Yup, those are plastics, residing there in my studio. Here I’ve been a foaming-at-the-mouth environmentalist all these years and I was blind to what was going on in my own life!
I am reading a fascinating book entitled : “Plastic”, by Susan Freinkel. The book opens with a quest to list all the things plastic she touches in a day…. that was an eye-opener. I’m getting a whole fresh look at plastic. For example, consider the toothbrush. Before plastic came along, not everyone could afford one. That gave me pause.
I haven’t actually gotten very far into the book yet, but I came across a paragraph about plastic use by artists, and I knew I’d found what I wanted to write a post about. It was noted that while designers were having a fine old time with plastics, from dishes to chairs to you-name it, attempts to use the new polymers by artists were “lame”. I would agree. In fact, those artists from the 50’s -70’s really gave art a black eye in my opinion. Say you are an artist to many people and watch their hackles rise. Think of all the ridiculous “masterpieces” hanging in contemporary museums and galleries, and the skyrocketing prices in the 70’s art world, and you know what I’m talking about. To this day a prejudice exists against acrylic paint- many is the gallery owner who won’t even look at my work if I tell them my medium before they see the work.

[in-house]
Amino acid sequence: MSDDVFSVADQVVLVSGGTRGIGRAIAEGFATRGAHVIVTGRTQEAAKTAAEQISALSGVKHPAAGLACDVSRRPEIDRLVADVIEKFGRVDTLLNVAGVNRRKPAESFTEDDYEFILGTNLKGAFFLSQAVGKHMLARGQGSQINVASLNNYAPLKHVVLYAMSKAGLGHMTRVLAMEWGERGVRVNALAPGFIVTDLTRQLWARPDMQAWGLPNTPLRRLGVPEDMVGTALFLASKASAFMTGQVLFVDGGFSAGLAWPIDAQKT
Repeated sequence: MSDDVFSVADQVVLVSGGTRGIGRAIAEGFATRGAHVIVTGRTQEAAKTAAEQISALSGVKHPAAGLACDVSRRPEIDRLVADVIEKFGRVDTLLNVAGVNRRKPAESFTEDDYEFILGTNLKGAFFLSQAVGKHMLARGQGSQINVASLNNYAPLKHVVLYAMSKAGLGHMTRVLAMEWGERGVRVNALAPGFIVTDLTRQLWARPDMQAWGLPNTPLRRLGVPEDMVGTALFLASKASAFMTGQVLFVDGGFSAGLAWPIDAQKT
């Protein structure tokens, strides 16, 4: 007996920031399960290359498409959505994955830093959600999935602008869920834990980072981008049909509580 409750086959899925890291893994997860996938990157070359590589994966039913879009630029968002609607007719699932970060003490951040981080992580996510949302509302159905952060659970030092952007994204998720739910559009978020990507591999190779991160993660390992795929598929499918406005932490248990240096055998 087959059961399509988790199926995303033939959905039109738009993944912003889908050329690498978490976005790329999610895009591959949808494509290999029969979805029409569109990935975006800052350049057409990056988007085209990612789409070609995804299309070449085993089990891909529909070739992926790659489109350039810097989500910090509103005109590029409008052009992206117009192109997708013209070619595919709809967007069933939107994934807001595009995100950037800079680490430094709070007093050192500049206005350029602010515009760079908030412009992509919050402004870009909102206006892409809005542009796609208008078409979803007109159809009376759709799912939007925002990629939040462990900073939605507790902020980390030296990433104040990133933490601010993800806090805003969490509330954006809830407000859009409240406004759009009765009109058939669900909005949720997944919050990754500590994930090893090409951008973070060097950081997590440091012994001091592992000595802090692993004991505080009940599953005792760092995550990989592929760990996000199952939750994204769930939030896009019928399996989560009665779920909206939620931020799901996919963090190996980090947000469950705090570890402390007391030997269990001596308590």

So, why do I persist in using acrylics? Mostly because that was the medium I was taught, but also because when I research other media, such as oils, I find I really question whether they are any better for the environment. The solvents and thinners, the fumes…
Recently I came across a manufacturer that is responding to concerns. I am so pleased by this; they have developed an extensive water filtering system which allows them to reuse their water in the production of paint, plus allows the water that does leave the plant to do so more cleanly. Also, they use recycled and recyclable plastic for their paint tubes, using locally sourced materials. No trans-ocean voyages for these paint tubes. Hooray! Now about those canvases that start in India, travel to China, ship to Peoria, then….